10 May 1996

Beef markets stay weak despite the government schemes

By Philip Clarke

BEEF markets are likely to remain very weak for the foreseeable future, despite government schemes to remove older cattle from the food chain, increased use of intervention and lower imports.

According to the Meat and Livestock Commissions latest Cattle Outlook report, taking out cattle over 30 months old will remove 230,000t of meat from the balance sheet, contributing to a 17% decline in total beef supplies this year to 745,000t.

Some traders have suggested that, with so much going to the incinerators, coupled with the calf processing scheme (estimated to remove another 307,000 animals), beef could be in short supply.

But this view is disputed by MLC economist Duncan Sinclair. For even though these schemes make up for the loss of exports, domestic demand is far from fully recovered and there is also the threat of imports if the UK trade does pick up.

The MLC is currently assuming 130,000t will be imported this year, compared with 173,000t in 1995. But this is relatively modest and supplies from the Irish Republic still pose a threat, says Mr Sinclair. "Lower prices in the Irish Republic, problems exporting to some third country markets and branded promotions in the UK will mean the UK should remain an attractive export destination."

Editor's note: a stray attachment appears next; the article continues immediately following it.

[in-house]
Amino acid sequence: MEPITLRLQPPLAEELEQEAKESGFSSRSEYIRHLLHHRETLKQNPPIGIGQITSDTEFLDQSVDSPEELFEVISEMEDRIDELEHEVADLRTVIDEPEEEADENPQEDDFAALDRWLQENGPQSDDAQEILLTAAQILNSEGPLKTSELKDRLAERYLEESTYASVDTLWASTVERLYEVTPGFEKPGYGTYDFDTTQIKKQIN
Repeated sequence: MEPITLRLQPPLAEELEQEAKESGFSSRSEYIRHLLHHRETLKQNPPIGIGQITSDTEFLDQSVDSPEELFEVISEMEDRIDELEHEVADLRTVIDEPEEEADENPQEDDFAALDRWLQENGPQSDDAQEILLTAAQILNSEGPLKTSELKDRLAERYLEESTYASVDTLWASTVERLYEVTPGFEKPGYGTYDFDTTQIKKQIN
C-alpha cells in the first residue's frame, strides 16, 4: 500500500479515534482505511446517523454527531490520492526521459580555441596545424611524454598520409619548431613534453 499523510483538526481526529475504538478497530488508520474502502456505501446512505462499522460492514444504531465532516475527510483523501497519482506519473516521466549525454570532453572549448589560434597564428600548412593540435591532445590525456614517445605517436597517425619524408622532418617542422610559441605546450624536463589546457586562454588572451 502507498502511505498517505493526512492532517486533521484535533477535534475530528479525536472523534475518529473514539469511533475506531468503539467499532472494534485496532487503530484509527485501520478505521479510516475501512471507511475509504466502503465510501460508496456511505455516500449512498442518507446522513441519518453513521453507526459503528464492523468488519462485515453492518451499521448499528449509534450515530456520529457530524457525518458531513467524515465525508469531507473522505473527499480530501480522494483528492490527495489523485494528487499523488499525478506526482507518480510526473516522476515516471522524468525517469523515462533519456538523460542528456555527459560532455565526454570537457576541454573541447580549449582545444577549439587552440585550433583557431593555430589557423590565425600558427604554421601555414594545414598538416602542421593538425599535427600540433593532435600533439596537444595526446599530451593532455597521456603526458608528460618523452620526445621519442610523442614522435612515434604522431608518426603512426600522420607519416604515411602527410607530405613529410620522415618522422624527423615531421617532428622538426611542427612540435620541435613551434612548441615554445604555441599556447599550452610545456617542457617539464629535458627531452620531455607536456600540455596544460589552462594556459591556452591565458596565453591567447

The availability of beef for human consumption will also depend on the benefits of the slaughter scheme, relative to the real market. The current top-up for prime beef of 25p/kg lw (50p/kg dw) above the cull cow value of 86p/kg lw (171p/kg dw) is in excess of market values, but is only guaranteed for four weeks.

If the premium then falls, more animals would be slaughtered before they reached 30 months, putting extra pressure on prices. "Although values have crept up recently, there are still significant numbers of cattle in the system. It would be optimistic to assume that prices are likely to be anything other than weak for some time."

The MLC is also assuming there will be no further exports of beef for the rest of this year. "Even if the ban is lifted, it will take an awful long time to regain a presence in any markets," says Mr Sinclair.

As such, he estimates 83,000t will need to go into intervention this year to make good the shortfall in demand.

Looking further ahead, the MLC is anticipating a 9% increase in prime cattle slaughter in 1997.

There may also be some recovery in exports next year (the MLC has pencilled in 80,000t compared with 274,000t in 1995) but markets are expected to remain weak.